This is a Great Performances presentation of Joseph Papps 1990 New York Shakespeare Festival production of the play. Hamlet returns from university for his fathers funeral to find his uncle married to his mother. Prompted by his fathers ghost, Hamlet carries out his investigation and revenge.
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For the most part, this is a first-rate version of the play, and thecurrentmean score -- 7.8 -- is a lot more reasonable than the ridiculously low"weighted" average of five-and-a-half.Kevin Kline is excellent for the most part, especially when he's beingquietly contemptuous and bitterly ironic. He only falters somewhat whentrying to express loud rage. At these points (thankfully rare) he bellowsina melodramatic, actorish manner and occasionally rolls around on thefloorala Curly in The Three Stooges.Special note should be made of Peter Francis James, who plays Horatio.He'sexcellent as Hamlet's one real friend. His attempt to act like a true"Roman" actually brought a tear to my eye -- the only time I've evergottenweepy during this particular play.8/10
Kline slips easily into the role of Hamlet, displaying the humor thatShakespeare gave the character even in the midst of a tragedy, whilemaintaining elegant poise in tragic scenes.Unlike the dark sets and Elizabethan costume that dominate many versionsofthis play, the modern costumes (women in evening gowns, men in militaryuniform) and sparse sets used by Kline emphasize the interpretation of thescript via the actors, not the setting. The actors seize this opportunityvigorously along with Kline, interpreting Shakespeare to provide newinsights into age-old characters that have on several occasions slippedintostrict stereotypes.I found this version a bit confusing the first time I watched it as itbrokenew ground and interpreted in ways that I'd never thought upon tointerpreta Shakespearean tragedy. Upon my second viewing, I was able to catch theminute nuances that I had failed to see the first time, adding to therichness and excellence of this version. I look forward to futureendeavorsby Kline in the realm of Shakespeare (notably: A Midsummer Night's Dreamtobe released in May 1999)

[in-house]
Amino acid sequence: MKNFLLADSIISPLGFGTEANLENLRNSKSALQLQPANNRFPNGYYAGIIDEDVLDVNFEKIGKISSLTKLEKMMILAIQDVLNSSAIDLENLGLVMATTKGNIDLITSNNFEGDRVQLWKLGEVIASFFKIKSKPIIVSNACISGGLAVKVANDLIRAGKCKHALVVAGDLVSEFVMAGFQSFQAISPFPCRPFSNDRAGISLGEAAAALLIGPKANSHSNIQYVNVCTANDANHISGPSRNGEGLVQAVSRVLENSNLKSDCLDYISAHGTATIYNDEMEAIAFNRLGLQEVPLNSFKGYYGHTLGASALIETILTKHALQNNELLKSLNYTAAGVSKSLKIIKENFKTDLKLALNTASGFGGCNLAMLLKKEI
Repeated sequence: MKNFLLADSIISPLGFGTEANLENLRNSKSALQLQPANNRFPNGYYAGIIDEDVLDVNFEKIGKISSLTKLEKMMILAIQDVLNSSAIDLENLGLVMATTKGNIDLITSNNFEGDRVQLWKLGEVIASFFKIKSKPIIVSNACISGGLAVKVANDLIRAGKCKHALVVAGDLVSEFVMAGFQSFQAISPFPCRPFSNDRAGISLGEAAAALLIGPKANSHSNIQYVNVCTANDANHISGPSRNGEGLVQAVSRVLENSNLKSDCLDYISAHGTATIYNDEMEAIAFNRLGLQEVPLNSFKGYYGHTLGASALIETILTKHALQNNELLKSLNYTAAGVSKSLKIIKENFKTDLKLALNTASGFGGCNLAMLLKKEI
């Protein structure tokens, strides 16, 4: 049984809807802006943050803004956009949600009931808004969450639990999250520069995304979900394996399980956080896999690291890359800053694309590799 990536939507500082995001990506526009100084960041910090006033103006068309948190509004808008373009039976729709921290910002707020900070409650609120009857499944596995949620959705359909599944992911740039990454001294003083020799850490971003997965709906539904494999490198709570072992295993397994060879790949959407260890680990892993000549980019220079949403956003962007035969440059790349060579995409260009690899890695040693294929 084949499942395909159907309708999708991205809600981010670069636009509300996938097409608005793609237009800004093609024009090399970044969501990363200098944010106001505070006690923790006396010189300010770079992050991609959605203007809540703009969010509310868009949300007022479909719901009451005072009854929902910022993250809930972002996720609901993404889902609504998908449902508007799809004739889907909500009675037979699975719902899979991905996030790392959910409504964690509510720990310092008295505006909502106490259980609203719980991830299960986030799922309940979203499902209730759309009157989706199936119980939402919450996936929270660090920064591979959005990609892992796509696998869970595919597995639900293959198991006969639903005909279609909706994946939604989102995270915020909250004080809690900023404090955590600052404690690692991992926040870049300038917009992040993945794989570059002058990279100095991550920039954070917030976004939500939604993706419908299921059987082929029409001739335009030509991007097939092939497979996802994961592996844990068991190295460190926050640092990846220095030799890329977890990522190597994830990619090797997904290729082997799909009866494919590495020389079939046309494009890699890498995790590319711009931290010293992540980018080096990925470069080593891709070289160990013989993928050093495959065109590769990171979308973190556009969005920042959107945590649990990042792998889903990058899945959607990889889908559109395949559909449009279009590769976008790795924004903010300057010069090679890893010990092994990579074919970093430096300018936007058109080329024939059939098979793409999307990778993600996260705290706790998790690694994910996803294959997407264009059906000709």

If you are curious to watch a film version of Hamlet, this is wellworth the while. Present on a bare stage, what drives each actors'performance is truly the emotions, which Kline is no exception. Theimplicate of the ghost appearance to Hamlet, makes the madness thatfollows seem more genuine then perhaps dare I say it, Olivier's Hamlet.Kline throws himself into the role until you are clinging on to everyword he says, even if you've read Hamlet a hundred times. Plus theintimate atmosphere of the staging, allows the action to seem morereal. I've seen many version of the bard's great play, but this is thefirst time I've honestly cried along with Hamlet.
Kevin Kline does a rather excellent job with Hamlet, keeping the mania,self-righteousness and bitterness of Hamlet intact, all characteristicsthat make Hamlet less than likable, while still being a verysympathetic and throughly intriguing character. We can empathize withhis plight, and even though he's often a lot to take, we feel like hereally alone in a corrupt and vile world, and not just an overlycritical bastard (like Brannagh's Hamlet.) Unfortunately, Ophelia sucksand practically derails the play. Claudius, Gertrude, and Horatio areimpressive, but they can't save the play from Ophelia's dreadfuloverracting and the utter irritation that issues forth from thisteleplay's Polonius. Overall, worth it for Kline, but far from perfect.